The fight, if you could pinpoint a start… was it because of the chatter… On the radio? Outside the desert night was cold, which was keeping Jon up. He lay restless on his mattress, the cover so threadbare the sponge pricked his back. Marj was asleep in her room, so he turned the dial on his small radio propped on his pillow and it whistled through the regular late-night drivel. Then he heard a Sally talking, her voice timid. It was a late night phone — in from The Strip, she was complaining about the sexual demands of her husband. Jon reached into his boxers and with pudgy fingers he scratched at his groin. The host cut her short. A jingle for Cake-o-rama started — the annual grand fiesta of cakes celebrated on The Strip:

“It’s the cake that makes,
Your life so great.
Choc — lat surprise,
Va — nil — la de — light.

If you can cook,
Then make sure an’ book.
We’re waiting for,
Your cake tonight.”

Jon grips his cock, his mouth moistening as he drifts off, the waft of treacle pudding dredged from his memory; the warm breeze drifting through the school kitchen, children gorging themselves at tables with white bowls heaped with sticky amber sponge. Come morning he’s famished, again, and hints to Marj they should try for Cake-o-rama, like the old days.” With what?” she snorts.

Jon heads to the porch to do nothing in particular. Maybe just sit, pretend he can hear the music and the bars, and the Sallys from thousands of miles away. He sees their thighs and imagines an unknowable liaison between him and a woman with sleek black hair and skin the cool white colour of Italian ice cream, so white it almost emits a faint blue aura resembling sky. Marj’s hips ache, as much from boredom as anything. She never much cared for the bustle that always seems to get Jon so fired-up. Why couldn’t the man just rest?

Officially, Mason Well died slowly — it was lingering, like the death from growing grey and flatulent, a survival of the fattest. But in Marj’s mind it was struck down by God. The records will show that its weather was unremarkable, its people too few, its ridiculous vegetables a one-time news bulletin that was hardly going to end world famine. The rest of the region was expanding, enriching itself from making crap out of coloured plastic, but here had been set aside as a blemish; where the nuclear trails barely reached. He should never have brought them here in the first place. Look how the boy and her were living: finding edible scraps blown off floaters, loaded buildings — high with years of compacted rubbish, drifting on automated routes to the fires.

Marj winces her way to the kitchen; it’s a bad day. Jon and his fucking radio. Like he has a hope of doing anything. Maybe she should let him try. Get him to see for himself yet again how uneven things are. Jon is rocking outside, she can hear his chair creaking. Marj reaches into a cupboard near the back door and runs a finger across a line of small bottles. Each has varying amounts of coloured liquid, for various jobs; distillates of humanity — for mechanical worries, for flavouring, poison for wild dogs, something to make you sleep. Something to rev you up. She takes down a bottle and holds it up to the light, deciding to add it to the espresso.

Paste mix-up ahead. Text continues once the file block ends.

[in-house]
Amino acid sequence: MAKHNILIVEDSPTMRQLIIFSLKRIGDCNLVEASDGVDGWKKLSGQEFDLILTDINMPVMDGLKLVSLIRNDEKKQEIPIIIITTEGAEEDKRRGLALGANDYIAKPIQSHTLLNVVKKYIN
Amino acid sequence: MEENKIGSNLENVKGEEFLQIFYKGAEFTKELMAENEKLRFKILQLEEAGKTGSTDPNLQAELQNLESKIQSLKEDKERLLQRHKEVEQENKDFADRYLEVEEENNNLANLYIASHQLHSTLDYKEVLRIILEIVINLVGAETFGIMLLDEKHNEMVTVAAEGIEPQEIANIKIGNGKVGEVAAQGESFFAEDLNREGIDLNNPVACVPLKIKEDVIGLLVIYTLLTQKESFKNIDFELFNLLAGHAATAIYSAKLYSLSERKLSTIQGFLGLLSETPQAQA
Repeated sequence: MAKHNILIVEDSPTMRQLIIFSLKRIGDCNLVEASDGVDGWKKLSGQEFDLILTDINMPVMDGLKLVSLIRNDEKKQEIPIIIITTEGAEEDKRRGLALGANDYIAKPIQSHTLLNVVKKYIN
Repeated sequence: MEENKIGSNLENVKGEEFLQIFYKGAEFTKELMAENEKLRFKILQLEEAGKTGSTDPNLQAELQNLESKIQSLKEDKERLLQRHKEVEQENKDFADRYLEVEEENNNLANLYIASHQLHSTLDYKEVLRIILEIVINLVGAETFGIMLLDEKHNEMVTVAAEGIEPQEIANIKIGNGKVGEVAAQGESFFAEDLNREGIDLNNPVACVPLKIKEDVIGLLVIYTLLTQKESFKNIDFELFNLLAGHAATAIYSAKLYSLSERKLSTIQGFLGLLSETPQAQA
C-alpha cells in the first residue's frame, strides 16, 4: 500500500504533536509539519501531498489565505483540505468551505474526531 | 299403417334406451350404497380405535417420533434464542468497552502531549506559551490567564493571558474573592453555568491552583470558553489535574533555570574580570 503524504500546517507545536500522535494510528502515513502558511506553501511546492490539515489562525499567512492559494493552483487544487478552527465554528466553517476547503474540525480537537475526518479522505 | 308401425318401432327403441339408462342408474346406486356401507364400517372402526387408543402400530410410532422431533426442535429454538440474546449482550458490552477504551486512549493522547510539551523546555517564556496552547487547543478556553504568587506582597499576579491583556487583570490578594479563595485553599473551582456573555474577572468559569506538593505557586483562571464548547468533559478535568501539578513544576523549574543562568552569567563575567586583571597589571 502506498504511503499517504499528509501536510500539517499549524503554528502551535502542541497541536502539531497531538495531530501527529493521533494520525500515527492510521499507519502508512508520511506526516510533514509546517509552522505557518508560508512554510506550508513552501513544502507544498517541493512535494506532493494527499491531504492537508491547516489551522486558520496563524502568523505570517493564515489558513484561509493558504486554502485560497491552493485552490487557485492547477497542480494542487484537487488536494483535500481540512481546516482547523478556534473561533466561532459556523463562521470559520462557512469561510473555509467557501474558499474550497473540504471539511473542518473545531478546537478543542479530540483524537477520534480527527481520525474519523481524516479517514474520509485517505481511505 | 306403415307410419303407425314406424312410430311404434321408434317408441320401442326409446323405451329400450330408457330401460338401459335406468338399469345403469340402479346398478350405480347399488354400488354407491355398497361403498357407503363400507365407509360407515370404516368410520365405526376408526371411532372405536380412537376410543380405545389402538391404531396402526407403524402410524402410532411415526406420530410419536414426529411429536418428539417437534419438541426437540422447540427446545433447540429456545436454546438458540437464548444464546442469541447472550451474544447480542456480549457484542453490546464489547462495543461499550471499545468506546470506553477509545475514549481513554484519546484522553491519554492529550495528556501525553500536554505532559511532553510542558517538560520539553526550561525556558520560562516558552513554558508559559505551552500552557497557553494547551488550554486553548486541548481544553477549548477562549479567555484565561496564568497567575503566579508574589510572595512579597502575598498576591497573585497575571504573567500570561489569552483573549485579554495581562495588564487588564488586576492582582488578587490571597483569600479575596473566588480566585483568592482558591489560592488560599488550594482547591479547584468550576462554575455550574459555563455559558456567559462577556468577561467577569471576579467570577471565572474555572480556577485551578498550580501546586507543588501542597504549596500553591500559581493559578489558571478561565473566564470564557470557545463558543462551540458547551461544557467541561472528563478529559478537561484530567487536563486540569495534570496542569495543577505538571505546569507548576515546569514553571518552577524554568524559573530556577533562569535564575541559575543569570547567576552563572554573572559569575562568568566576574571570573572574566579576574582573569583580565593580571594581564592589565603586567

Much later, when it’s cool enough for her to sit outside, Marj creaks open the screen door to rock with Jon. He grunts an acknowledgment, his gaze on the horizon. Marj surveys the changing tinges to the sky. “Isn’t it beautiful?” she says, breathing heavily. Jon wants to get up… leave. “Yeah,” is all he manages. Marj waits a while before speaking again, the brightest star now punctuating the bluey horizon. “Cake-o-rama expects something different every year. I don’t know how it’s humanly possible.”

That night, Jon clicks on his radio as he’s trying to sleep, hoping to find the advert again. But it never runs.

As the week passes nothing much happens. One day Jon sees Flo wheeling herself toward the abandoned school. Now the track that once went all the way peters off into sand. He watches from his rocker, hollers her name, and she raises a fat arm to wave hello without looking around. What is she doing? That evening Jon is on the porch and feels the familiar vibration of a floater moving at a snail’s pace, somewhere deep off in the desert. “Mom, bring the scope,” he shouts. Marj is in her room, lying on a sheet, on the wooden floor, her head propped on a stack of old papers as she stares up at the only remaining galvanise part of the roof. She was trying to sleep and is already in a thin nightie that rests on her body like a gossamer drape. He bloody knows it will take her a while to get up. Idiot. She feels down the side of her body for the nylon rope tethered to the upright beam and loops the other end around her left wrist to pull herself upright. The house makes its familiar creak. It’ll be tomorrow before the floater is even near the house and Jon damn well knows it.